Researchers at EMPA, St. Gallen, Switzerland cultivated an in vitro neural network on one side of a multielectrode array and grew myofibrils on the other side to measure the activity between them. The neural action potential signals resulting from 60 spatially separated channels are analyzed by using correlation functions C(i,j)(τ) between channels i and j. Integrating the correlation functions up to a certain value results in the correlation matrix a(i,j) which is a measure for the strength of the correlations.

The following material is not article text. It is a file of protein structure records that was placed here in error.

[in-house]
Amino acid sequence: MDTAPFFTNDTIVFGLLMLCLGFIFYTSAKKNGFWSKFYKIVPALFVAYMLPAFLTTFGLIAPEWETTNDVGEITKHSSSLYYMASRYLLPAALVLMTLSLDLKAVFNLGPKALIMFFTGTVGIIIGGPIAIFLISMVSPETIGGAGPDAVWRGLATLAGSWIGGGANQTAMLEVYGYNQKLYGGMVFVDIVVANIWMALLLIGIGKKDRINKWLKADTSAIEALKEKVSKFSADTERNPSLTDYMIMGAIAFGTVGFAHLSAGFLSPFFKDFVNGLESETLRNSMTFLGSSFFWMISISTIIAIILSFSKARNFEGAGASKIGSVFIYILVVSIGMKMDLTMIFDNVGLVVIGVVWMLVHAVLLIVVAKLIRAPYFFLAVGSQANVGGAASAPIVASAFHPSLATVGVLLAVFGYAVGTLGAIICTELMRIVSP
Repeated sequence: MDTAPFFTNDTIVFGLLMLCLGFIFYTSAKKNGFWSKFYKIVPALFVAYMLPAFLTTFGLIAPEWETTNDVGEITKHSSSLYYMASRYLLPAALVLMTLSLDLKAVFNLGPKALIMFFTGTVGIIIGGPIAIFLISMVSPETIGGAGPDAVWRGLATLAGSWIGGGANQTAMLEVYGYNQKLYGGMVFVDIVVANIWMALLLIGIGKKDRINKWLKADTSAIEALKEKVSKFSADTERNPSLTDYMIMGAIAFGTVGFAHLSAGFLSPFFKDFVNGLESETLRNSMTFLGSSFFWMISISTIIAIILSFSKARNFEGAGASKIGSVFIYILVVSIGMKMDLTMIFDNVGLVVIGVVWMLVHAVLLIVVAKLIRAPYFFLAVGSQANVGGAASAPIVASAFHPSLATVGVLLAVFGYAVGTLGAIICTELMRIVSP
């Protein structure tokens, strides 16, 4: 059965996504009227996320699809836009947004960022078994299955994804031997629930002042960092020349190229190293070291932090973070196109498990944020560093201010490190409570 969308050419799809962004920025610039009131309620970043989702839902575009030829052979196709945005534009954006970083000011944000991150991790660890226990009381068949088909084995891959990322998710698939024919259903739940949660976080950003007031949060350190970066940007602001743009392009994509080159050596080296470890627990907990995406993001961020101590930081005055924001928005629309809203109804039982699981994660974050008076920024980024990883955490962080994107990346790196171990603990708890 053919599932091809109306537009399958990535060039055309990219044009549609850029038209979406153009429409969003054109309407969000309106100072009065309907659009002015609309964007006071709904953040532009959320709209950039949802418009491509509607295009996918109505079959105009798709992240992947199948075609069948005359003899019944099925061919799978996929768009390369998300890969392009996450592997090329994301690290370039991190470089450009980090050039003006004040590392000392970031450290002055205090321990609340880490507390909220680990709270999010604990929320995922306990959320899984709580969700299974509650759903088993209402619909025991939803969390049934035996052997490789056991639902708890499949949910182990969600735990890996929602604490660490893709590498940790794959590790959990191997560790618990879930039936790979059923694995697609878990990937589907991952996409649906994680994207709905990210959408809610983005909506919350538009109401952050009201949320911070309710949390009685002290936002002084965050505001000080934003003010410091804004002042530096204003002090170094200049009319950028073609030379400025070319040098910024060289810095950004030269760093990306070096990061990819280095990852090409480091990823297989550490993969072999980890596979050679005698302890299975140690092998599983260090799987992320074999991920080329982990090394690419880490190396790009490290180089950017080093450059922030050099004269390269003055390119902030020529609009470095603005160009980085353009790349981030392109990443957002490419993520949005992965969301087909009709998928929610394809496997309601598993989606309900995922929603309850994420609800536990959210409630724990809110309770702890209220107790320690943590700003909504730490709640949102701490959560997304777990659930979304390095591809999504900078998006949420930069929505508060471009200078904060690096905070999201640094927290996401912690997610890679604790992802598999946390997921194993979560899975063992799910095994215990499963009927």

Due to the asymmetry of a(i,j) an information flow can be extracted from the network which results in a transfer matrix A(i,j) defining a Markov process. A set of correlation measures is established by taking a(i,j) to the power of [beta].
By introducing a corresponding partition function Z([beta]) phase-transition-like behavior near a critical [beta] is studied. At early days of the experiment the network is strongly synchronized in contrast to later times. The transitions are stronger for the asynchronous case where the peaks of the second derivative of the partition function are much higher than for the synchronous case.